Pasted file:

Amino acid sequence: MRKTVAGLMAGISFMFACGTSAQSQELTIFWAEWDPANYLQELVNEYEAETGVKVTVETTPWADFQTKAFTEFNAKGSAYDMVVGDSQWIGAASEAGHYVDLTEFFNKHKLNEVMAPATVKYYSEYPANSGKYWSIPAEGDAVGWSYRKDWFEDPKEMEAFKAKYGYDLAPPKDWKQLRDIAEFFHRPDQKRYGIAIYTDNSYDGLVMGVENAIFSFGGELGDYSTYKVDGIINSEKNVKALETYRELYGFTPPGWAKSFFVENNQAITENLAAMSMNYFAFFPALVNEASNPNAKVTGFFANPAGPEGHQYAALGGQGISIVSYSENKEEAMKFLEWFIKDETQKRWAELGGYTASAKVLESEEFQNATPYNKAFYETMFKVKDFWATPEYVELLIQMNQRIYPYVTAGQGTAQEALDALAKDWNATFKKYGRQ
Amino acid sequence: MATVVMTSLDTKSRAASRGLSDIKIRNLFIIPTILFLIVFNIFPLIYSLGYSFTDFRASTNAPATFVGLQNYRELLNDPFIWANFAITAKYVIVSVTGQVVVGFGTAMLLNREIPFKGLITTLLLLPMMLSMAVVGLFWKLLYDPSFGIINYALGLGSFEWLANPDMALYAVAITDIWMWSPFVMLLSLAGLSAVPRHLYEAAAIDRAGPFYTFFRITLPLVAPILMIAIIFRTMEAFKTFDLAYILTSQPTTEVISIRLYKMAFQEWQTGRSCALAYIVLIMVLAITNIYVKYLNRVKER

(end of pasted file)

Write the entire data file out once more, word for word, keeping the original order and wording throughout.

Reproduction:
Amino acid sequence: MRKTVAGLMAGISFMFACGTSAQSQELTIFWAEWDPANYLQELVNEYEAETGVKVTVETTPWADFQTKAFTEFNAKGSAYDMVVGDSQWIGAASEAGHYVDLTEFFNKHKLNEVMAPATVKYYSEYPANSGKYWSIPAEGDAVGWSYRKDWFEDPKEMEAFKAKYGYDLAPPKDWKQLRDIAEFFHRPDQKRYGIAIYTDNSYDGLVMGVENAIFSFGGELGDYSTYKVDGIINSEKNVKALETYRELYGFTPPGWAKSFFVENNQAITENLAAMSMNYFAFFPALVNEASNPNAKVTGFFANPAGPEGHQYAALGGQGISIVSYSENKEEAMKFLEWFIKDETQKRWAELGGYTASAKVLESEEFQNATPYNKAFYETMFKVKDFWATPEYVELLIQMNQRIYPYVTAGQGTAQEALDALAKDWNATFKKYGRQ
Amino acid sequence: MATVVMTSLDTKSRAASRGLSDIKIRNLFIIPTILFLIVFNIFPLIYSLGYSFTDFRASTNAPATFVGLQNYRELLNDPFIWANFAITAKYVIVSVTGQVVVGFGTAMLLNREIPFKGLITTLLLLPMMLSMAVVGLFWKLLYDPSFGIINYALGLGSFEWLANPDMALYAVAITDIWMWSPFVMLLSLAGLSAVPRHLYEAAAIDRAGPFYTFFRITLPLVAPILMIAIIFRTMEAFKTFDLAYILTSQPTTEVISIRLYKMAFQEWQTGRSCALAYIVLIMVLAITNIYVKYLNRVKER